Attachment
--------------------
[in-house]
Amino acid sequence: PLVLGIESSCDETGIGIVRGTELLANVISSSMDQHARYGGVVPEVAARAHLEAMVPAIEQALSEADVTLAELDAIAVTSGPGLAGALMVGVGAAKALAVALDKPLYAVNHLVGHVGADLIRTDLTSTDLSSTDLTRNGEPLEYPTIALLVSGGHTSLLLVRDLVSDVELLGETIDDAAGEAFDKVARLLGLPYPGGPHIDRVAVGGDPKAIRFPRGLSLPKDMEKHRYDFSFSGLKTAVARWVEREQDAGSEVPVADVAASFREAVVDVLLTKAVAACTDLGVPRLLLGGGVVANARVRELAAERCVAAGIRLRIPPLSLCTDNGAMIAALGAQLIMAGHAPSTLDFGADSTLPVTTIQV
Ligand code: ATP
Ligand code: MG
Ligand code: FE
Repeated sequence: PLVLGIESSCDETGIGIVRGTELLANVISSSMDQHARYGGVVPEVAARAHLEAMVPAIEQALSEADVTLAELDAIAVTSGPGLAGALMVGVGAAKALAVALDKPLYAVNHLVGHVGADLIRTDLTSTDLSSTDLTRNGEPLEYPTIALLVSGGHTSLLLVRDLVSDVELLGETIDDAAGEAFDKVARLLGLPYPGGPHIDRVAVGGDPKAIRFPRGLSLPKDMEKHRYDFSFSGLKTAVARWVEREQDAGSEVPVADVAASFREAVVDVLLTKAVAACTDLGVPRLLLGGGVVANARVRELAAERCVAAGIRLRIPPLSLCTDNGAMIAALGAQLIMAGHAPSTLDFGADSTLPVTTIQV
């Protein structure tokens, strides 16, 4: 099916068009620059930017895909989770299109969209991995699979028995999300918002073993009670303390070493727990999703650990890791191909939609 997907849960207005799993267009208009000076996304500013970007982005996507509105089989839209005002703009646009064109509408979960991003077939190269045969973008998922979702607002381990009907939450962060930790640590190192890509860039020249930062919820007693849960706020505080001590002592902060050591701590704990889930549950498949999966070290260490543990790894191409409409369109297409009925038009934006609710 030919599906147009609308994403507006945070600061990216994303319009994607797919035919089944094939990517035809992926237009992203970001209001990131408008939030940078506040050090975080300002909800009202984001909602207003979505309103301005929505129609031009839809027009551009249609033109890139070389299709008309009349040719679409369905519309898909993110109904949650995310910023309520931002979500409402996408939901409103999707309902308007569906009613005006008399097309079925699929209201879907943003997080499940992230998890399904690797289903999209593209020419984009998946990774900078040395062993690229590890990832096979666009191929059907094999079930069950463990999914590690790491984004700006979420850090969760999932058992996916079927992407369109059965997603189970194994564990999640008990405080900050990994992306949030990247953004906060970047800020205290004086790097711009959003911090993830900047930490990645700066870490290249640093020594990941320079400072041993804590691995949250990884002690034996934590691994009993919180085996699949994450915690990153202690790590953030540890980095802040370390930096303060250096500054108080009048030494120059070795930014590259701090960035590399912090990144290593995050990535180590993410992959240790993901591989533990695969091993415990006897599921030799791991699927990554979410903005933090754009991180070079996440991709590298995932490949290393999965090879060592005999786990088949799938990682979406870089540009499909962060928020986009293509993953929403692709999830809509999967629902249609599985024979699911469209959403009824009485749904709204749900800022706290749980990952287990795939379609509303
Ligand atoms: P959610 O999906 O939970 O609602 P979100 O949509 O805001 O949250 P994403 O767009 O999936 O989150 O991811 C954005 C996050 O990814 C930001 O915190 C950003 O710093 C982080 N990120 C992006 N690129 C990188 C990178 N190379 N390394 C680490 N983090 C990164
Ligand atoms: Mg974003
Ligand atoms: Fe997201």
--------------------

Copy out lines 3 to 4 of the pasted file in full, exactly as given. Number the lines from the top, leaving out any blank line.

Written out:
Ligand code: ATP
Ligand code: MG